Thanks to my current and former students from Ukraine, I’m hearing what’s happening there first-hand. There’s a student from Kyiv in one of my Yiddish Zoom classes this semester, who came to the first lesson shortly before the war began; but right before the second lesson, she emailed me that, unfortunately, she couldn’t come, but would listen to the recording of the lesson. By the third class, the war had broken out, and she didn’t show up. I wrote to her, and after a bit more than a week, she wrote back and actually apologized for not being in touch! (I’m sure she had more important things to do than to answer my email.)

After that, she did come to class and agreed to answer questions from the other students. “I understand, people want to know,” she said. We listened with bated breath. When we asked how we could help out, though it was clear that we could do very little to change the overall situation, she suggested that we send medicines. Every day she stood in different lines for four hours in order to pick up medication for the elderly, and was not always able to get what they needed.

At the time she still felt safe in Kyiv. We all worried for her. The words “zol zi got ophitn” (May God protect her) came out of my mouth, a mouth not accustomed to saying these words. In life, we never know what’s going to happen from one moment to the next, but the fear that a student might not show up to class because she was, God forbid, killed in a war, is new to me, and it troubled me deeply. In the end, she left Ukraine through Gagauzia, Moldova and is now in Berlin, where she can hopefully return to class in the near future.

I also think a lot about people I know in Russia, where you can see “the human face of war” even more. I don’t need to ask my colleagues or former students from Russia if they support the war — I’m sure they don’t. I feel like Reyzen’s Davidson. The enemy can be very much like you, even have the same worldview, and only fate alone turned them into enemies. Not long after the start of the war, I wrote to a former student from St. Petersburg to see how she was feeling. This is what she wrote:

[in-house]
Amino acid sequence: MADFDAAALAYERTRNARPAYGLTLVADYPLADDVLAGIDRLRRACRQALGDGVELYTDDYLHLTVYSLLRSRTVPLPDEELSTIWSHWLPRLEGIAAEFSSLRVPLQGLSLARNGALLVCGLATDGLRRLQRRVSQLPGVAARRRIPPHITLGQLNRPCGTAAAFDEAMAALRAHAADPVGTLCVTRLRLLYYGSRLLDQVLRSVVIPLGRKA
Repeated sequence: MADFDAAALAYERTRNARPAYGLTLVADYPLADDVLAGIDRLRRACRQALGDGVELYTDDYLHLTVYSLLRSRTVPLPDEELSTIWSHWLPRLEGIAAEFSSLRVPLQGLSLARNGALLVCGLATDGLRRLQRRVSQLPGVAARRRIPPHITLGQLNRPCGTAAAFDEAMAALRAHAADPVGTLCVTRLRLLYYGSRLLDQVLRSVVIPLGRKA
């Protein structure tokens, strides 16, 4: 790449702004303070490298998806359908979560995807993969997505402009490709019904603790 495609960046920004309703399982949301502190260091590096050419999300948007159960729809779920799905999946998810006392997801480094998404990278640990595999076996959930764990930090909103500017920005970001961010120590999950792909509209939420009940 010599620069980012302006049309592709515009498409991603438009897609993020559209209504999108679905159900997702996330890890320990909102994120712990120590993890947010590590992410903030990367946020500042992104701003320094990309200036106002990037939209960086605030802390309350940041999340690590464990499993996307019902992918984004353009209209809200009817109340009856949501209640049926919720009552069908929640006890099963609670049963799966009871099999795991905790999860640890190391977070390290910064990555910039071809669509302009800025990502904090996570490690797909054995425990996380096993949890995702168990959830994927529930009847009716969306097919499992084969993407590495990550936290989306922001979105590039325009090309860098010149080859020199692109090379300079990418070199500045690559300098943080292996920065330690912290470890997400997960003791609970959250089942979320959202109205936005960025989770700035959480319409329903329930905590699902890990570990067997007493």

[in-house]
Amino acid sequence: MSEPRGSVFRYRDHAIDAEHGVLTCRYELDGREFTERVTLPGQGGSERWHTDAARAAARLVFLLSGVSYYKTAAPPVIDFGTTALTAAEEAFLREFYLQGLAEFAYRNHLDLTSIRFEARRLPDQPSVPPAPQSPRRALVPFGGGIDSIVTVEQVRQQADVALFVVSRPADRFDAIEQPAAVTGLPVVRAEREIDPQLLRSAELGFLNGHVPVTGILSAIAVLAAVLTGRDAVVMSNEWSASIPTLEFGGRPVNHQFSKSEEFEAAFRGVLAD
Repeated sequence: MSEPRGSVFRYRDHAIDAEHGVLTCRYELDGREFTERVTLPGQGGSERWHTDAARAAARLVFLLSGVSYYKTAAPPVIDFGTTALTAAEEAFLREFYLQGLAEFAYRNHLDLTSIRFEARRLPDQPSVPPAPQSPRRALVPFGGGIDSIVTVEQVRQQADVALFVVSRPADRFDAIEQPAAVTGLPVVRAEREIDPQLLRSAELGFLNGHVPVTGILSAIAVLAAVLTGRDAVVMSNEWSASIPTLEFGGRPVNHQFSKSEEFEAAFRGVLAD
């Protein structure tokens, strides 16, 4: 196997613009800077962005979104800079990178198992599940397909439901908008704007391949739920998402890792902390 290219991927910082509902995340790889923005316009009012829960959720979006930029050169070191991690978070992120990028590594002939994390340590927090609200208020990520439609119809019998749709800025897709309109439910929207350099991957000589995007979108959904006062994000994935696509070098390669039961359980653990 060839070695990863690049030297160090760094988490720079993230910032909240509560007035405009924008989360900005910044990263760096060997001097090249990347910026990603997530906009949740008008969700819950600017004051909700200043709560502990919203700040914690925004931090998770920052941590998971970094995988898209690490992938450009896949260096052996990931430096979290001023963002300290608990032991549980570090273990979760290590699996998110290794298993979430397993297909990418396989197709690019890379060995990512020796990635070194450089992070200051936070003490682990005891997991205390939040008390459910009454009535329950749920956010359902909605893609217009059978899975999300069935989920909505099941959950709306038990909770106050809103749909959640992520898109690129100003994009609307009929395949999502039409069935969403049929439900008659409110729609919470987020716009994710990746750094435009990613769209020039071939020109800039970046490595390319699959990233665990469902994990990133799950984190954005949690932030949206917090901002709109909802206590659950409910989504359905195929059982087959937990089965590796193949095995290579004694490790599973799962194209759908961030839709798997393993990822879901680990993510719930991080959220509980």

“Dear Sheva, thank you for reaching out — it’s really important (believe it or not) to know that people of the world don’t unanimously write us off as militant swines (and friends don’t, and they get in touch and say as much, but the general attitude is definitely not very friendly). We are not militant swines — and within our svive, including (in particular) the Jewish one the feelings about what’s going on are quite unanimous. Surprisingly, the togteglikh part of life is still very normal: you don’t feel any tensions or hostility in the streets, quite the opposite, people are unusually friendly and supportive, irrespective of their views (that they don’t voice, but that can differ)… Oh yes, McDonalds is closed. It’s not that I miss it, but it’s a sad sign, especially when you think about 200,000+ people countrywide who will be left without a salary in 3 months, when their compensation packages run out. The economy will certainly collapse. If, however, this collapse will help to stop the hostilities, we can live with this and go back to planting potatoes and cooking rice — our generation has the necessary skills acquired back in the 1990s. And, when you think about the sufferings of the people in Ukraine, you tend to forget that your cup of coffee is more expensive than before and you can’t use your iPhone to pay for it. I wish, morning and night, that the hostilities stop and people stop dying. On both sides. Once this happens, I will happily start planting potatoes in my gortn and watch with my usual sense of humor what else our stupid government might invent to make the situation inside the country even more absurd.”

When I asked her if she felt safe, she answered: “About feeling safe — well, yes and no. Nothing bad has so far happened either to myself or to any of my immediate friends. But now almost anything you say in good faith (like, writing to you and saying that a war is a war) can technically be turned against you. And yes — we can’t complain, because we’re not being bombed. Sometimes feeling safe means feeling ashamed for your safety.”

If you think the enemy is the enemy, and that they’re all the same — think again. The enemy can be someone you know well, a dear friend or even your own brother. If I were in Davidson’s place, I would steal bullets myself so that they don’t end up killing my brother. I might even, as the policeman in the story feared, blow up the whole munitions factory.



Sheva Zucker is a Yiddish instructor and the author of the Yiddish textbook, “Yiddish: An Introduction to the Language, Literature & Culture”